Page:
designing obama February 28, 2008Posted by KG in 2008 Elections, arts/culture, design, news, politics, style, tech.
Tags: apple, barack obama, branding, consumer, design, font, gotham, graphic design, graphics, marketing, michael bieruit, obama, target, yale
Obama’s success owes a lot, of course, to his message–the promise to pass Democratic policies by rallying a “coalition for change.” But watching Obamamania over the past few weeks, I’ve become convinced that there’s something more subtle at work, too. It’s not just the message and the man and the speeches that are swaying Democratic voters–though they are. It’s the way the campaign has folded the man and the message and the speeches into a systemic branding effort. Reinforced with a coherent, comprehensive program of fonts, logos, slogans and web design, Obama is the first presidential candidate to be marketed like a high-end consumer brand.* And for folks who don’t necessarily need Democratic social programs–upscale voters, young people–I suspect that the novel comfort of that brand affiliation contributes (however subconsciously) to his appeal.
Seeking expert opinion, I tested my hypothesis on leading graphic designer and critic Michael Bieruit, who was kind enough to dissect Obama’s unprecedented branding campaign–and show me how it’s helping his candidacy. Excerpts:
What do you see as the “philosophical implications,” to use a highfalutin phrase, of Obama’s design choices?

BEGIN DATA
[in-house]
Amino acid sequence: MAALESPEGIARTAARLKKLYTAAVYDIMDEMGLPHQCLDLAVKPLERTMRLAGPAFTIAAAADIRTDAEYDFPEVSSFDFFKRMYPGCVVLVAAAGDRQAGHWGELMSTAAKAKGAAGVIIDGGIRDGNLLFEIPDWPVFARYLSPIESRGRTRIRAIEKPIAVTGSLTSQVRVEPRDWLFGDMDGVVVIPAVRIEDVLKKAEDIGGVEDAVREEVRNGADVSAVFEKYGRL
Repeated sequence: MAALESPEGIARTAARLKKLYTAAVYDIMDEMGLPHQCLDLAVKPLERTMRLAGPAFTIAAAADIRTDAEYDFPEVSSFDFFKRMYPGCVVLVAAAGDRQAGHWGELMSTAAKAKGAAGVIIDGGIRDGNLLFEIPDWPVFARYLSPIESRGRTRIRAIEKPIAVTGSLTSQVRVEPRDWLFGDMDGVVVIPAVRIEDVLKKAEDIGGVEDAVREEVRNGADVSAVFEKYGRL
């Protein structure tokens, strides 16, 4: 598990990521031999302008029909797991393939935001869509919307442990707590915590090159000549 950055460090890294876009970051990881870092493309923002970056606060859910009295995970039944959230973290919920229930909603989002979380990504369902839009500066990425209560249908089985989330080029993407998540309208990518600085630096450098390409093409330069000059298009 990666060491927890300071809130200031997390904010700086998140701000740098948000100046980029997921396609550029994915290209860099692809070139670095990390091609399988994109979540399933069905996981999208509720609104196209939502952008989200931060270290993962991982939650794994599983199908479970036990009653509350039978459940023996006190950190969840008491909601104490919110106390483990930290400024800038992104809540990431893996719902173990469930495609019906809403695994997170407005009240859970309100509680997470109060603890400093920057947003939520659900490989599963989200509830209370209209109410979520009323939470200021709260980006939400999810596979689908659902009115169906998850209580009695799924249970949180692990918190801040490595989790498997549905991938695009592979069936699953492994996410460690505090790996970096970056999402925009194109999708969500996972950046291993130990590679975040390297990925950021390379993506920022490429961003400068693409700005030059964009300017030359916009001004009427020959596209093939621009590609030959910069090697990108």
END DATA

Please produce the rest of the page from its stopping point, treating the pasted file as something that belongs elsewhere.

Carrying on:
There are a couple of levels. There’s the close-in parlor game you can play about what all these typefaces actually mean. Gotham was a typeface designed originally for GQ magazine, so it’s a sleek, purposefully not fancy, very straightforward, plainspoken font, but done with a great deal of elegance and taste–and drawn from very American sources, by the way. Unlike other sans serif typefaces, it’s not German, it’s not French, it’s not Swiss. It’s very American. The serif font that he often uses to write Obama is delicate and nuanced and almost, not feminine exactly, but it’s very literary-looking. It looks very conversational and pleasant, as opposed to strident and yelling. It’s a persuasive-looking font, I would say. But that’s putting these things on couches and pretending they have personalities.
Right. It’s sort of hard to imagine in a voter in Cleveland (or a Newsweek political blogger from New York, for that matter) interacting with Obama’s design on that level. How does it affect those of us who aren’t graphic designers?
Well, I’m teaching this class at the Yale School of Management, and we were just talking about brand management and politics–exactly this thing before we got on the phone. And one of the things that came up in the conversation is, if you think about it, the challenge for someone named Barack Hussein Obama is that he’s such an unprecedented figure in American politics–so much so that everything he’s trying to do is, in a way, trying to make him look smoother and more normal. Someone said, “Well, why shouldn’t he have revolutionary looking graphics–graphics that make him look like grassroots, like an outsider? Things drawn by hand, things that look forceful and avant-garde.” But I think he’s using design in a way to make him look as normal, as comfortable, as inevitable as a brand can look in American life. Those are really deliberate, interesting choices. Whether or not a sans serif font like Gotham looks more “American” than a Swiss font like Helvetica, that’s in our imaginations to a certain degree. I think it’s much more incontrovertible that he’s actually using the seamlessness of this branding to convey a candidacy that’s not a dangerous, revolutionary, risk-everything proposition–but as something that is well-managed and has everything under control.